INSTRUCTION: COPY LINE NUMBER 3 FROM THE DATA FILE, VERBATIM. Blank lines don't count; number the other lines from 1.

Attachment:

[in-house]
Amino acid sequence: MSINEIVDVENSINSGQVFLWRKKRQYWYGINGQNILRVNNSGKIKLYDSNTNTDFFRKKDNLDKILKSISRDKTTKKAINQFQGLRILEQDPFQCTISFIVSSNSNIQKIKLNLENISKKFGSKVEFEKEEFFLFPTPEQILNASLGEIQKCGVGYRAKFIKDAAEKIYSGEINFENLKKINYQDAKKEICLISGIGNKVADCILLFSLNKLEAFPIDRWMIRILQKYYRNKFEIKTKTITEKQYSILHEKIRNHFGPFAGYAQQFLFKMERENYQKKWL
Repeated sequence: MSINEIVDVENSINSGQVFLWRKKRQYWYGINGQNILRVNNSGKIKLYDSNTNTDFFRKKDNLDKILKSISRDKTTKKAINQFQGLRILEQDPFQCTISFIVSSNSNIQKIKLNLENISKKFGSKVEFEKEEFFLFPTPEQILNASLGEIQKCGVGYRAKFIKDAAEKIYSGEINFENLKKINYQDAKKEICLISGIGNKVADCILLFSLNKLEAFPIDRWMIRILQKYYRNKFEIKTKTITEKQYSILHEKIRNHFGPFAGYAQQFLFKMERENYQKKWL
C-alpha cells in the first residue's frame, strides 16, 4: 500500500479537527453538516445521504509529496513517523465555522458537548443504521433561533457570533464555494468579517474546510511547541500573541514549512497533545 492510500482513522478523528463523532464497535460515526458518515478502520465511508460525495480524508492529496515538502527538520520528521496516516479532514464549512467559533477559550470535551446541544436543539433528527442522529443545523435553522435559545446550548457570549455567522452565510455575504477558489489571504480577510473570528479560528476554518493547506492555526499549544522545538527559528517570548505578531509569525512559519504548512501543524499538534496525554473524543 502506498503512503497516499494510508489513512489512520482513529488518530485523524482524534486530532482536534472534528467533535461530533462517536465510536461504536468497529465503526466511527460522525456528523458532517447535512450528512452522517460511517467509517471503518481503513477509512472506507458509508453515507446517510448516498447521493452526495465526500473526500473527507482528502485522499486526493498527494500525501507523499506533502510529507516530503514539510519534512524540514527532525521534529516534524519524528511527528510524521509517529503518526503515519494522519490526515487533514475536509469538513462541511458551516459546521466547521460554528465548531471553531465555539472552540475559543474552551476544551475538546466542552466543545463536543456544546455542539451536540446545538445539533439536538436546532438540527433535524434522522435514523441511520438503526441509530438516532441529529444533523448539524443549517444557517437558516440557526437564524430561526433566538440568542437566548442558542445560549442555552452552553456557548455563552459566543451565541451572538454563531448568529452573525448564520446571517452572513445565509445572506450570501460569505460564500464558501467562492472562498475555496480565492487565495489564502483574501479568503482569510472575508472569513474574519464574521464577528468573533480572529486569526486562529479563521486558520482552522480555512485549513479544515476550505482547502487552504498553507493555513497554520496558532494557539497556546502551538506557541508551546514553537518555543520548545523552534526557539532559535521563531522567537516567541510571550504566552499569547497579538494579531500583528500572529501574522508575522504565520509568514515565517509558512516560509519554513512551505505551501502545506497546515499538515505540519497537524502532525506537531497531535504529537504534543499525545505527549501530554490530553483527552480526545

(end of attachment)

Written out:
Repeated sequence: MSINEIVDVENSINSGQVFLWRKKRQYWYGINGQNILRVNNSGKIKLYDSNTNTDFFRKKDNLDKILKSISRDKTTKKAINQFQGLRILEQDPFQCTISFIVSSNSNIQKIKLNLENISKKFGSKVEFEKEEFFLFPTPEQILNASLGEIQKCGVGYRAKFIKDAAEKIYSGEINFENLKKINYQDAKKEICLISGIGNKVADCILLFSLNKLEAFPIDRWMIRILQKYYRNKFEIKTKTITEKQYSILHEKIRNHFGPFAGYAQQFLFKMERENYQKKWL